Serverless Doorbell — Ring.com and Azure Functions (Part 3)
Part 3 — Video AI with Logic Apps and Cognitive Services
This is part 3 in a series of how I have been using Azure Serverless to extend and connect the functionality of my ring.com video doorbell. Part 1 is here.
Ever since I got my ring.com video doorbell installed, I’ve been connecting and extending it with serverless components. Previously I hadn’t added much new functionality that I couldn’t already get from the ring app. Today is when that all changed. Below is how I used Azure Logic Apps, Functions, and Cognitive Services to detect the faces of anyone who comes to my doorstep, grab the audio, and create an AI-powered log inside of a Cosmos DB database.
Orchestrating complexity with serverless
I knew I wanted to have this type of facial recognition the moment I had access to the ring.com API. However it wasn’t as easy as just making a call to “grab video feed” for it to work. Here’s how the reverse-engineered ring.com API works:
- When an event happens (motion or doorbell press), an event is added to my doorbell’s history — this is what I have pushing to Azure Event Grid in part 1.
- That event has some info on a SIP session, but I couldn’t ever figure out how to get access to it to pull in the live feed (though their mobile app can leverage this).
- After motion has stopped, a recording of the event is saved under the ID of the initial event and published to my ring.com account. This could be anywhere from 10 seconds to 10 minutes depending on how long someone was at my doorstep.
So the challenge I was faced with was how can I detect and analyze the video as quickly as possible? If I did something like “when a ring event occurs, fetch the recording” in an Azure Function, I would get a 404, as the recording doesn’t exist yet. At the same time I never know exactly how long it will be until the event “completes” and the recording is published. I need some way to orchestrate and maintain state for the process — which isn’t always easy in the traditionally stateless world of serverless. Enter Azure Logic Apps.
Azure Logic Apps provided the perfect orchestration capabilities I needed to solve this rather simply. Not to mentioned, Logic Apps comes loaded with 200+ connectors to different APIs reducing the amount of code I needed to write. The only code I actually had to write for this entire process was these 23 lines of Azure Functions code to grab the video recording link. #serverlessFTW
Here’s what’s happening:
- I used the Event Grid trigger to listen to the topic I created in part 1: whenever motion or doorbell event occurs with my doorbell. This is why Event Grid is awesome. I can add or remove these listeners at will, and subscribers get the data notifications they need for the events they care about instantly.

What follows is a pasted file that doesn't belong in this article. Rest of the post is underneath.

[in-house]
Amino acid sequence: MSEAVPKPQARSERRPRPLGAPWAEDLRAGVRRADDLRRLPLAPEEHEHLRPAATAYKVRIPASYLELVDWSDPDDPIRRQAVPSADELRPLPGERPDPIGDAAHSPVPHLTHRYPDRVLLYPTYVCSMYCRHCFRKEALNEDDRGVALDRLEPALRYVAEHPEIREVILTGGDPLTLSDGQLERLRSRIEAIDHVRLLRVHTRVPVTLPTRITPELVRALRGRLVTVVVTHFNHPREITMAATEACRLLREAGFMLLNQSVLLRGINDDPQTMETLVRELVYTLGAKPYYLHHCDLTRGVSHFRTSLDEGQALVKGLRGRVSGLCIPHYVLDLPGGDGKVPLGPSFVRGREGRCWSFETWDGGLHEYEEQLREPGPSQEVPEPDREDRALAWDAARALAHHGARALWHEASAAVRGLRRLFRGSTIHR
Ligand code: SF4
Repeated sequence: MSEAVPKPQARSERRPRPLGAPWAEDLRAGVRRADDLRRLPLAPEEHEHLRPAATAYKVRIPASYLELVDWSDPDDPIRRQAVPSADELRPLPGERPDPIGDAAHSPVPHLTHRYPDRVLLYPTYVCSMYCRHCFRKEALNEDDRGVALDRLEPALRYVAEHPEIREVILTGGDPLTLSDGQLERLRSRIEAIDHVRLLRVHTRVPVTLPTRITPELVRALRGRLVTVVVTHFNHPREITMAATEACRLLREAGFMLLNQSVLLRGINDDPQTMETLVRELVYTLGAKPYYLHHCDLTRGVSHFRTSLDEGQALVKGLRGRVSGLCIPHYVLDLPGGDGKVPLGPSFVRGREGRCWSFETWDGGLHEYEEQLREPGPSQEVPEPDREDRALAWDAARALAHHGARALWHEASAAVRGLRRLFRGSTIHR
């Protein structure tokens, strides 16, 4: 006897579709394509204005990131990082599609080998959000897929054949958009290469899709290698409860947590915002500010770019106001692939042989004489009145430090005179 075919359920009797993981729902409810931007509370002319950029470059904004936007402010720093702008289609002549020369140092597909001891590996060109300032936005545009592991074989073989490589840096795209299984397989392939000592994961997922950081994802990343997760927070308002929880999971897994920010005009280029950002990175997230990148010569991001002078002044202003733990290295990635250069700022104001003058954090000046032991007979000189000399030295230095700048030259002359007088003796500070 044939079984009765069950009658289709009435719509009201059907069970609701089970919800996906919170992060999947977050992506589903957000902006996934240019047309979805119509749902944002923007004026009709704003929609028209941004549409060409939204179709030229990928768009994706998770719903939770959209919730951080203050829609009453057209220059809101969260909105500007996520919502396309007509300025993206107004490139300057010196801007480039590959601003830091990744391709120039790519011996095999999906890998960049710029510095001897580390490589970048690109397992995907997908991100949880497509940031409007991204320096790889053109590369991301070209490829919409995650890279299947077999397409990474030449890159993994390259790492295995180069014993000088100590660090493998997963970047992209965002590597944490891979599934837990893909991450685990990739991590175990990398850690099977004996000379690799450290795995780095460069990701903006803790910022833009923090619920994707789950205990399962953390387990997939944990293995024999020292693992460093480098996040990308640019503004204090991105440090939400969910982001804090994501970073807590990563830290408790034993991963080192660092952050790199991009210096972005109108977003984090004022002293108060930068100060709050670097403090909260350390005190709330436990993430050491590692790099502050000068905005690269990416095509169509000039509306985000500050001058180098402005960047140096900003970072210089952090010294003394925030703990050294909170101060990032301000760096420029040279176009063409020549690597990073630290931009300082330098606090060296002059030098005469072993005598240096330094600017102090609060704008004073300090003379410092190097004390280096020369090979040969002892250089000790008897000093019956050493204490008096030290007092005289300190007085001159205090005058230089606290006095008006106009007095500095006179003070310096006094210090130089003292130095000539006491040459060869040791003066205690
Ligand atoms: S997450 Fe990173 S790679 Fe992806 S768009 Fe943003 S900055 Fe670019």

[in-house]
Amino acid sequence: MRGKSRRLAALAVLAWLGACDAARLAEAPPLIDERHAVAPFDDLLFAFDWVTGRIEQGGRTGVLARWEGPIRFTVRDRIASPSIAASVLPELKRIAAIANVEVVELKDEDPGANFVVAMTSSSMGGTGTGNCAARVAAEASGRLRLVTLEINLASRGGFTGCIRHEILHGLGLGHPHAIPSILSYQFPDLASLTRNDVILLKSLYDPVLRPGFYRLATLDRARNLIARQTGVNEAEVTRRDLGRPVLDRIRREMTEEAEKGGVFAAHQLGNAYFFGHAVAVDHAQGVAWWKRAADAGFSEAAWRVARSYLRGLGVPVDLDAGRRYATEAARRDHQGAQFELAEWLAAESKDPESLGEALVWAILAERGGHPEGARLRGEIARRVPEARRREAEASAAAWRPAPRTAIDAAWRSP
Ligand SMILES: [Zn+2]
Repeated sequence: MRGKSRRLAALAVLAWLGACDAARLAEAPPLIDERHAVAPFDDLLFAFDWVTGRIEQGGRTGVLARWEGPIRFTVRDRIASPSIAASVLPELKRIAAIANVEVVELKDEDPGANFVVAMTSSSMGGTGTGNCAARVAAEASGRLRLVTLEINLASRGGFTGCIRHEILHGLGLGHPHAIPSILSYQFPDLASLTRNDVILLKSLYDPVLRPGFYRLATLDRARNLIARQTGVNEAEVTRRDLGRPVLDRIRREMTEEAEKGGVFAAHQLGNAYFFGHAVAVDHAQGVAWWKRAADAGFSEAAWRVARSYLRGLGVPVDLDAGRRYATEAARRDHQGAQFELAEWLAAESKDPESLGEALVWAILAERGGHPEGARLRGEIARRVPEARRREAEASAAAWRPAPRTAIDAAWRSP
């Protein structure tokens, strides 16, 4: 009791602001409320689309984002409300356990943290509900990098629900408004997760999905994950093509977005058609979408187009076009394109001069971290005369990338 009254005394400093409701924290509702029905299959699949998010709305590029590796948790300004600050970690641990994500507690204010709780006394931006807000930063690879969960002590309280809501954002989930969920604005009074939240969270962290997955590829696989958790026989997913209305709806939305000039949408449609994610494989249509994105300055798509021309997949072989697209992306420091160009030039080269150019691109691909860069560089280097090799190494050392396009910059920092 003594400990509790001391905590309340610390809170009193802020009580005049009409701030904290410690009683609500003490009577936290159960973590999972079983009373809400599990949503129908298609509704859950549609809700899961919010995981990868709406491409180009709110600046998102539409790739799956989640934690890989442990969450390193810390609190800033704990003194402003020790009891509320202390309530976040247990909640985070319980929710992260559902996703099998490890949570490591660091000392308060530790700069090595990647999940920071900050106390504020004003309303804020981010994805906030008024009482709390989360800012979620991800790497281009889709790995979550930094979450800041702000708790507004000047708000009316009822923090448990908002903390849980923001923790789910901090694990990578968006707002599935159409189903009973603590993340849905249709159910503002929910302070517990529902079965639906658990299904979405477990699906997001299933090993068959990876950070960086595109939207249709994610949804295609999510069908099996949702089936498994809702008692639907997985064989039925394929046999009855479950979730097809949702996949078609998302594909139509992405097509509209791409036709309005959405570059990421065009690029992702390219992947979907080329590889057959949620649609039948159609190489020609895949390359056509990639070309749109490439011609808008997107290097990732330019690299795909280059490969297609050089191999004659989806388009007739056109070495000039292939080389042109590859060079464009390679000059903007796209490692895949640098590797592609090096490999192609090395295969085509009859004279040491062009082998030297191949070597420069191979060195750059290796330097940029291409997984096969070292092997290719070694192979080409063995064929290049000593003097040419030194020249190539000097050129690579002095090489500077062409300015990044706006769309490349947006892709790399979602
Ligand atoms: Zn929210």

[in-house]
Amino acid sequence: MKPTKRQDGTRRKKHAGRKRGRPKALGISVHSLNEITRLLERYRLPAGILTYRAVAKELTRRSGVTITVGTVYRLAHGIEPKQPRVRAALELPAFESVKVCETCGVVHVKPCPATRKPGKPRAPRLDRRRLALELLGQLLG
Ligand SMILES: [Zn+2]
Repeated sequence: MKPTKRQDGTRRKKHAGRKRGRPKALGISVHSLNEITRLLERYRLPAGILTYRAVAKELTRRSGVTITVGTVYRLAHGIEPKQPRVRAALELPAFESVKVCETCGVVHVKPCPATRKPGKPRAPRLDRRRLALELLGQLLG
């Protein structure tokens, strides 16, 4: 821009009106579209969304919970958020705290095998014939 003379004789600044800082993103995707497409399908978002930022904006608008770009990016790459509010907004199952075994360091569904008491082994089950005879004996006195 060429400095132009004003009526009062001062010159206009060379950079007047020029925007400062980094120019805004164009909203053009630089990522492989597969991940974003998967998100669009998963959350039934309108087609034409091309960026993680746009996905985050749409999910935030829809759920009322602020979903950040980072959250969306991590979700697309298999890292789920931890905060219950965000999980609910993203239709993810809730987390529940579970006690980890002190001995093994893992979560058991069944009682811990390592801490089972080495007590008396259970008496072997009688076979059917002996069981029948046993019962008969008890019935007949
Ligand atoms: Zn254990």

- I immediately start checking for a recording. Logic Apps provides an “until” loop and will maintain the state for the conditions. If I get a 404 response from the function, I delay 15 seconds and check again.
- I send the recording URL to the Azure Cognitive Service for Video Indexing. This is an all-in-one service that will take any video and pull out faces, detect sentiment, grab audio transcripts, and save the video after upload. All I needed was a free API key and I was off to the races with this out-of-the-box connector.
- I have a similar “until” loop next to check the processing status of the video and keep checking until it’s processed completely.
- Once the video is processed, I grab the video breakdown data, and push it all into a Cosmos DB collection for future analysis and aggregation.
Now I know Logic Apps better than the average developer, but even then this entire logic app took about 45 minutes to build. 23 lines of code, 3 out-of-the-box connectors, and 1 workflow later, I get rich insights into the videos captured by my IoT doorbell. How much do I have to pay for this science fiction fantasy come to life? Assuming I get 3 visitors a day, it’d come to about ~$0.18 a month. All told my entire serverless project to this point is less than $2 a month.
Making my doorbell detection smarter
Now that my videos are automatically being uploaded and analyzed into my Cosmos DB account and Video Indexer profile, what can I do more? Well first off, when the initial videos started coming in, all of the faces were “unknown.” Unfortunately no celebrities have been visiting, so the cognitive service doesn’t recognize any of the faces. No worries though — I can “train” my profile and teach it about the faces it is seeing. After opening a recording in the Video Indexer portal, I can replace the label “Unknown Person” with their name. Next time they show up in a video, Video Indexer recognizes them and will correctly assign a name. This same type of learning can be applied to the audio transcripts as well, so I can start to teach my profile about the words it may expect to hear on my doorstep to get more accurate results. While the results aren’t perfect — sometimes the quality of video or angle isn’t quite good enough to pick up a face — it works often enough that I’m very happy with the results.
You may be asking: “Does anyone really need an in-depth historic analysis of the patterns of faces that appear on their doorstep every month?” Maybe not. But for less than a cup of coffee a month, why not create my own doorstep version of HAL 9000 so my home may one day turn against me?
If interested in trying to build something similar yourself — I’ve got all the code here in my GitHub account. Enjoy! https://github.com/jeffhollan/functions-node-ring-doorbell